Corte del Milion
is still named after the nickname of Polo, "Il Milione".
Marco Polo was born in 1254[nb 1] in the Republic of Venice, though the exact date and place of birth are archivally unknown. Marco Polo's birthplace is generally considered to be Venice, but some also claimed Constantinople and the island of Korčula as his birth place. There is dispute as to whether the Polo family is of Venetian origin, as Venetian historical sources considered them to be of Dalmatian origin. The lack of evidence makes the Korčula theory (probably under Ramusio influence) as a specific birthplace strongly disputed, and even some Croatian scholars consider it merely invented.
Early life and Asian travel
Mosaic of Marco Polo displayed in the Palazzo Doria-Tursi, in Genoa
In 1168, his great-uncle, Marco Polo, borrowed money and commanded a ship in Constantinople. His grandfather, Andrea Polo of the parish of San Felice, had three sons, Maffeo, yet another Marco, and the traveller's father Niccolò. This genealogy, described by Ramusio, is not universally accepted as there is no additional evidence to support it.
His father, Niccolò Polo, a merchant, traded with the Near East, becoming wealthy and achieving great prestige. Niccolò and his brother Maffeo set off on a trading voyage before Marco's birth. In 1260, Niccolò and Maffeo, while residing in Constantinople, then the capital of the Latin Empire, foresaw a political change; they liquidated their assets into jewels and moved away. According to The Travels of Marco Polo, they passed through much of Asia, and met with Kublai Khan, a Mongol ruler and founder of the Yuan dynasty. Their decision to leave Constantinople proved timely. In 1261 Michael VIII Palaiologos, the ruler of the Empire of Nicaea, took Constantinople, promptly burned the Venetian quarter and re-established the Eastern Roman Empire. Captured Venetian citizens were blinded, while many of those who managed to escape perished aboard overloaded refugee ships fleeing to other Venetian colonies in the Aegean Sea.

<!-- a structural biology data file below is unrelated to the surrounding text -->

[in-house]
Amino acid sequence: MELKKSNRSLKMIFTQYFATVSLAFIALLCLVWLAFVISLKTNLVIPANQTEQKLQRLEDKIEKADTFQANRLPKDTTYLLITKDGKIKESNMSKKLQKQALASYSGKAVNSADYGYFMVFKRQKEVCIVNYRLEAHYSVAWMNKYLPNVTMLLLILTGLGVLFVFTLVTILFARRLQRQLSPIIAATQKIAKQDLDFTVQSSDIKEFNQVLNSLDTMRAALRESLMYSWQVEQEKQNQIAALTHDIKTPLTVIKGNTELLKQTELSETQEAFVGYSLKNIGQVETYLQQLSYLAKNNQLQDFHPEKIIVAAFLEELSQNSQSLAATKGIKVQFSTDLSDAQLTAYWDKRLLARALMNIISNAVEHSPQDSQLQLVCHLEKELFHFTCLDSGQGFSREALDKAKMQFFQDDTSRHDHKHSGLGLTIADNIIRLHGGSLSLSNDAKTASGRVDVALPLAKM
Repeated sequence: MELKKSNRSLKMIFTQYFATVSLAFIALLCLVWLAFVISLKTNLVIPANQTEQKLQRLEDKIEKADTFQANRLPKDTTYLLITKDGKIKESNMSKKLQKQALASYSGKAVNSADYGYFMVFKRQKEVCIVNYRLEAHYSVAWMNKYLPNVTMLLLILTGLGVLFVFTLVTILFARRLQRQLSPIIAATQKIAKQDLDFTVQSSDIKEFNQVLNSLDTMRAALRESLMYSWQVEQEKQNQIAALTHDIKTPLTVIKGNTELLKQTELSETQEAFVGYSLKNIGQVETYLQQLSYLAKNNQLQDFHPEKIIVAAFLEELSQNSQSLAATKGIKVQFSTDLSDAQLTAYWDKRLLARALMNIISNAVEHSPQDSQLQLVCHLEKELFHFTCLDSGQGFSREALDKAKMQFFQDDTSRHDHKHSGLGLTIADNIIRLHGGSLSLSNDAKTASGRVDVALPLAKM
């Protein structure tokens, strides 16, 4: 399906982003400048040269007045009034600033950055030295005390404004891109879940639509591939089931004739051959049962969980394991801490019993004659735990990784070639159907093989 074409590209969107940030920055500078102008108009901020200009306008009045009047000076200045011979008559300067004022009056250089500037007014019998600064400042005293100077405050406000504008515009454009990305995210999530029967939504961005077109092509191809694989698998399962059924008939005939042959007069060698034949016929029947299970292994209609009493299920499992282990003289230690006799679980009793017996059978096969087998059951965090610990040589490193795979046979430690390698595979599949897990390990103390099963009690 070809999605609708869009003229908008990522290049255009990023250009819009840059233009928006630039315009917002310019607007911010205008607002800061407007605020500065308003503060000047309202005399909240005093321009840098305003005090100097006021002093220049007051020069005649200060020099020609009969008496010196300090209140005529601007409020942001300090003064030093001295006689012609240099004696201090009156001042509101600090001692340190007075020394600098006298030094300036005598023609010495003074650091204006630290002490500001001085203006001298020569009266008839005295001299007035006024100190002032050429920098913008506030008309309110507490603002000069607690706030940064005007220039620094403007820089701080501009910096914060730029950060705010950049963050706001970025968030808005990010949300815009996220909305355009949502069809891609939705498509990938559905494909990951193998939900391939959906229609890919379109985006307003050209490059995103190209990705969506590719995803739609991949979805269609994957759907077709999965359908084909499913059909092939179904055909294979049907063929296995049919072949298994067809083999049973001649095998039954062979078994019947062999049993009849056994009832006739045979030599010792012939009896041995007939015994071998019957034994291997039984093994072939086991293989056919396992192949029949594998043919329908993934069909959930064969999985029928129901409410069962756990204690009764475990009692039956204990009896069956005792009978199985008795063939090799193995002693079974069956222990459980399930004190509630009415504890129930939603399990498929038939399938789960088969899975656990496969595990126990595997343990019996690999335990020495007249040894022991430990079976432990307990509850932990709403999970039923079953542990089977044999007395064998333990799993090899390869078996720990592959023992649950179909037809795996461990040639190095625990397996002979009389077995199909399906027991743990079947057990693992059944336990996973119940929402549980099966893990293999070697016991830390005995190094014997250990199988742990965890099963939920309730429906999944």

Almost nothing is known about the childhood of Marco Polo until he was fifteen years old, excepting that he probably spent part of his childhood in Venice. Meanwhile, Marco Polo's mother died, and an aunt and uncle raised him. He received a good education, learning mercantile subjects including foreign currency, appraising, and the handling of cargo ships; he learned little or no Latin. His father later married Floradise Polo (née Trevisan).
In 1269, Niccolò and Maffeo returned to their families in Venice, meeting young Marco for the first time. In 1271, during the rule of Doge Lorenzo Tiepolo, Marco Polo (at seventeen years of age), his father, and his uncle set off for Asia on the series of adventures that Marco later documented in his book. They returned to Venice in 1295, 24 years later, with many riches and treasures. They had travelled almost 15,000 miles (24,000 km).
Genoese captivity and later life
Marco Polo returned to Venice in 1295 with his fortune converted into gemstones. At this time, Venice was at war with the Republic of Genoa. Polo armed a galley equipped with a trebuchet to join the war. He was probably caught by Genoans in a skirmish in 1296, off the Anatolian coast between Adana and the Gulf of Alexandretta and not during the battle of Curzola (September 1298), off the Dalmatian coast. The latter claim is due to a later tradition (16th century) recorded by Giovanni Battista Ramusio.